Diplomacy, Treachery, and Brute Strength

Preview the Multiplayer Battles of Cataclysm with Guest Writer Torsten Krämer


“The Great Cataclysm shook the firmament with such force its echoes still pervade, and always will. All semblance of tranquility was blasted away in an instant.”     –Warhammer, “War Unending”

The world of Warhammer: Invasion The Card Game is a world of blood and war. The Great Cataclysm reshaped the Old World in a howling tempest of raw magic. It altered lands and beasts; they were twisted from their former beauty into terrible and maddening shapes. The game’s six races must constantly prove themselves in battle. Monsters, Orcs, and minions of Chaos prowl the wilds, and barbaric hordes thunder down from the north. Even among the forces of Order, ancient enmities can erupt into open hostility. No place is safe, and just when you think you may have formed an unbeatable battle plan, along come the multiplayer battles of Cataclysm

When you participate in the fast-paced, back-and-forth battles of two-player Warhammer: Invasion, you may not always know when the next attack is coming, but you always know who’s going to launch it. In the multiplayer battles of Cataclysm, however, your opponents’ attacks can be much harder to predict. There are more of them, and they can come from any side. That makes defending yourself a much more difficult prospect in Cataclysm than in the two-player game, so it might be to your benefit to encourage your opponents to direct their attacks at each other, instead.

Today, guest writer Torsten Krämer looks at the fleeting alliances and opportunistic backstabbing made possible by the multiplayer format in Cataclysm.

Fleeting Alliances and Opportunistic Attacks

Among the things that excite me most about Cataclysm are the interactions you only get in a multiplayer game. The discussions. Convincing the Dark Elf player he should attack the Dwarfs instead of my cute, harmless little Goblins. Trying to get everyone to gang up on the High Elves because, really, who wants all that indirect damage? The deals. Forming an alliance – and then stabbing your ally in the back when the time is right. Surely some games will be so fast and vicious, there will be little time for such deal-making, but the manipulation of other players will have its place, and it’ll add a whole new dimension to the game.

While all this come naturally with the format, Cataclysm also brings us cards which support these interactions. One such card is Chosen of the Gods (Cataclysm, 39). I both love and hate this card. I hate it out of fear; it’s effect is so profound, and I don’t want to be the one who sees his undamaged, perfectly defended zone go up in flames. But I love it because it often leads to negotiations, to promises – and ultimately to treachery. Sure, if you’re the Chaos player who wants to play this tactic, you might want to wait until one of your zones is burning; otherwise, you can suffer the effect yourself. But, ideally, you’ll find a way to play it early, likely encouraging an opponent to play your ally and target another foe, like some pesky Empire player, who benefits from all his unburned zones. Then you’ll just have to trust your new ally will pick that other person and not turn the effect back on you.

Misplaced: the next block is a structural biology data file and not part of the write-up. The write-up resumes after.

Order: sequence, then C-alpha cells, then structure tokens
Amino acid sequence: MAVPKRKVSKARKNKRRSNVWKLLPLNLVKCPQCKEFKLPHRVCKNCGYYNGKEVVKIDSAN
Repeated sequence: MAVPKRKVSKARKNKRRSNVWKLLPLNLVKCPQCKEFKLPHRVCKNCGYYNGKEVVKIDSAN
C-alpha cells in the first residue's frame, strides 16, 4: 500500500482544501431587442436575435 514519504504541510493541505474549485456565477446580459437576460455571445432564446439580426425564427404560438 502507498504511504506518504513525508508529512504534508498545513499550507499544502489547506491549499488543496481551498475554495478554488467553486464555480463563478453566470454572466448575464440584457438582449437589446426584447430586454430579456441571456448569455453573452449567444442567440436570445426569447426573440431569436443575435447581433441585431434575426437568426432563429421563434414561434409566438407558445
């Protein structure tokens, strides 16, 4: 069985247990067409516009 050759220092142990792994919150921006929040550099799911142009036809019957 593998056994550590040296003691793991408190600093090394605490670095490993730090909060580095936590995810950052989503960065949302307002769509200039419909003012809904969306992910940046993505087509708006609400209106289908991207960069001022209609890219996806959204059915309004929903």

Sometimes, it's in your best interest if one opponent can’t win a battle against another. Maybe you don’t want the strongest opponent to pull further ahead; maybe you’re just not yet ready for the game to end. Many effects already in the game can allow you to interfere, but Cataclysm will provide Order players an additional, immediate way to come to another player's aid. The Ostland Bowmen (Cataclysm, 18) can defend any unburned zone, not just their controller’s. Too weak to stop an assault force by themselves, they can nevertheless tip the scales in favor of the defender – and you! Of course, it should come as no surprise that you can find a similarly opportunistic attacker on the side of Destruction, always ready to join your opponents’ assaults.

Let the Bidding Begin

Another card sure to create heated interactions is Fickle Sellswords (Cataclysm, 49). With two power and two hit points for just one cost, these mercenaries offer a deal too good to pass up. Unfortunately, they also offer it to everyone, all the time, always threatening to abandon you, because they will gladly join anyone’s assault. Of course, for the right price, Fickle Sellswords are always willing to rejoin you. Smart players will prepare for bidding wars with greedy Dwarfs and the newly rich leaders of Raider squads, or they’ll wait until their opponents have squandered their riches on other cards before hiring these Sellswords. Sometimes, though, it’s worth just taking the risk. Sometimes, there’s a lot to be gained by attacking a poor target…so long as you can convince the other players that they shouldn’t lure away your Fickle Sellswords until you can declare them as an attacker.

Thanks, Torsten!

Cataclysm is coming, and the world of Warhammer: Invasion The Card Game is bound to be changed forever! Boundaries will fall, cities will burn, nations will turn against each, and no one is safe.

When the battles come, will you try to create a wall of defenses too high to overcome? Or will you try to play your foes against each other? Can you survive unending warfare without forging alliances? Can you trust the allies you make? In the multiplayer battles of Cataclysm, you must balance diplomacy, treachery, and brute strength to win dominion over the Old World.

Look for your chance to test your skill in the multiplayer battles of Cataclysm. This deluxe expansion for Warhammer: Invasion The Card Game arrives soon!

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